Dark Web Research: Illicit Code Signing Certificates More Valuable Than Passports and Handguns
October 31, 2017
Venafi and Cyber Security Research Institute uncover flourishing trade in code signing certificates
SALT LAKE CITY, UT – October 31, 2017 – Venafi®, the leading provider of machine identity protection, today announced the findings of a six-month investigation into the sale of digital code signing certificates on the dark web.
Conducted on behalf of Venafi by the Cyber Security Research Institute (CSRI), the research uncovered code signing certificates readily available for purchase on the dark web, selling for up to $1,200 – making them more expensive than counterfeit U.S. passports, stolen credit cards and even handguns.
“We’ve known for a number of years that cyber criminals actively seek code signing certificates to distribute malware through computers,” said Peter Warren, chairman of the CSRI. “The proof that there is now a significant criminal market for certificates throws our whole authentication system for the internet into doubt and points to an urgent need for the deployment of technology systems to counter the misuse of digital certificates.”
Code signing certificates are used to verify the authenticity and integrity of computer applications and software and make up a vital element of internet and enterprise security. However, cybercriminals can take advantage of compromised code signing certificates to install malware on enterprise networks and consumer devices.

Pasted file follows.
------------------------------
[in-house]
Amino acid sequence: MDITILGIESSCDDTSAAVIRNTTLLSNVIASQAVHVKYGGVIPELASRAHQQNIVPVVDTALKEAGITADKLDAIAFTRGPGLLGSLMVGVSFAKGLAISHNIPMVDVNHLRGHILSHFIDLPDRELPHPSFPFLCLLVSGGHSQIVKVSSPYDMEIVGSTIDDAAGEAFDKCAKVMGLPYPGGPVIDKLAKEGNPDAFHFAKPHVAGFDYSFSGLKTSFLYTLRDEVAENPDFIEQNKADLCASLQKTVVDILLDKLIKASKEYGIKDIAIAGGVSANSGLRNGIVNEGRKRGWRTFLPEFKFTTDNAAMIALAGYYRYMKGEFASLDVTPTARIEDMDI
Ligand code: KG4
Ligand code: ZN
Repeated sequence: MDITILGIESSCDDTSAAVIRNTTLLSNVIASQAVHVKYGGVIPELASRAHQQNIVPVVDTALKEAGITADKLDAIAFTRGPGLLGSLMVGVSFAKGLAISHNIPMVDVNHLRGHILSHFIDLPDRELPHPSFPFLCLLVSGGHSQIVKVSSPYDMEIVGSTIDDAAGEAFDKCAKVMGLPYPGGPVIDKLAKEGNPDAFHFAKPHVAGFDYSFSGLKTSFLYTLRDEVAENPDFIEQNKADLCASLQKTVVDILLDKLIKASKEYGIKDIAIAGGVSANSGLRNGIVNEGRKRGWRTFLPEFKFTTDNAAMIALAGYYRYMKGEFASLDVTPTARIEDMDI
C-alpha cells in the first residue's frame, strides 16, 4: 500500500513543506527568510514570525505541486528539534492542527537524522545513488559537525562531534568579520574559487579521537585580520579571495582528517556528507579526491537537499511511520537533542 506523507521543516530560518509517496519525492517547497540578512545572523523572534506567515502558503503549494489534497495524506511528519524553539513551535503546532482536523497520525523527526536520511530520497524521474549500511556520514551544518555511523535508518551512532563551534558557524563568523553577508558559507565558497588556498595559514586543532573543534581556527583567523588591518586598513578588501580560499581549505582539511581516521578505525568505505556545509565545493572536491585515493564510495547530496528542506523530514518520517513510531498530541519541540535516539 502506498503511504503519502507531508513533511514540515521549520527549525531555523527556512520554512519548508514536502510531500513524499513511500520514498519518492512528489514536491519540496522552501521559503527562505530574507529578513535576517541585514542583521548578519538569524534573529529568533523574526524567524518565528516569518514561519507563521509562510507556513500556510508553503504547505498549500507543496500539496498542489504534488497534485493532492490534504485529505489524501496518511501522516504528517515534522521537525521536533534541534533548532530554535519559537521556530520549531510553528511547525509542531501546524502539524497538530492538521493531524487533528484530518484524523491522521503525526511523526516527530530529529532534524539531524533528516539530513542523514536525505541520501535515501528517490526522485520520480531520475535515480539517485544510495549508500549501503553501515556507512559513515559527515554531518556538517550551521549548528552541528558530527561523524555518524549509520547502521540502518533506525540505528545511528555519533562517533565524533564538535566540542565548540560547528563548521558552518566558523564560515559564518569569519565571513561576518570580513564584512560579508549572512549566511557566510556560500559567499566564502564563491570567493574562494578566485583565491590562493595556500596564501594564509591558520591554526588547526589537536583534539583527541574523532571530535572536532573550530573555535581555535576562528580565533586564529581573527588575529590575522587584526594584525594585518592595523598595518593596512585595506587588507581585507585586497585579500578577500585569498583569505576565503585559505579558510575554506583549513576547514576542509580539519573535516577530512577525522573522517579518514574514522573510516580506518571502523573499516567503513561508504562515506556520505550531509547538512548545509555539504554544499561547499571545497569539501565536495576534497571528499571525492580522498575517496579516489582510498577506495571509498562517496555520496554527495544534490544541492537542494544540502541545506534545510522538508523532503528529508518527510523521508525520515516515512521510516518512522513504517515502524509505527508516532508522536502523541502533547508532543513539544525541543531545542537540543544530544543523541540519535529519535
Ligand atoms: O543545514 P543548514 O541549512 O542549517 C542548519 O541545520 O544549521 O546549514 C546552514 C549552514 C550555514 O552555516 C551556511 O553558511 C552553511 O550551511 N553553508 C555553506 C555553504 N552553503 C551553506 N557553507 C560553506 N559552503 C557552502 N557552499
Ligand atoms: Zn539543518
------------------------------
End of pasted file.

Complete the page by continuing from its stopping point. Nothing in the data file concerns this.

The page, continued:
“Our research proves that code signing certificates are lucrative targets for cyber criminals,” said Kevin Bocek, chief security strategist for Venafi. “With stolen code signing certificates, it’s nearly impossible for organizations to detect malicious software. Any cyber criminal can use them to make malware, ransomware, and even kinetic attacks trusted and effective. In addition, code signing certificates can be sold many times over before their value begins to diminish, making them huge money makers for hackers and dark web merchants. All of this is fueling the demand for stolen code signing certificates.”
Warren added: “Although our research uncovered a thriving trade in code signing certificates, we were only able to scratch the surface of this market. In an ironic twist, our researchers were often limited from delving further as dark web traders didn’t trust them. We suspect that TLS, VPN, and SSH key and certificate trading is also rife, alongside the trade in code signing certificates we uncovered.”
The six-month investigation was carried out by the CSRI in partnership with the Cyber Security Centre at the University of Hertfordshire, dark web specialists Flashpoint and a team of freelance researchers. It was sponsored by Venafi, the leading provider of machine identity protection.
About the CSRI:
The Cyber Security Research Institute is a research centre specializing in studying the risks in the world of technology and the impact that these have on a world now completely dependent on technology. It provides information on issues ranging from cyber sabotage and cyber espionage to data awareness and computer crime, to increased awareness of the latest threats and weaknesses in the technology that we all rely on.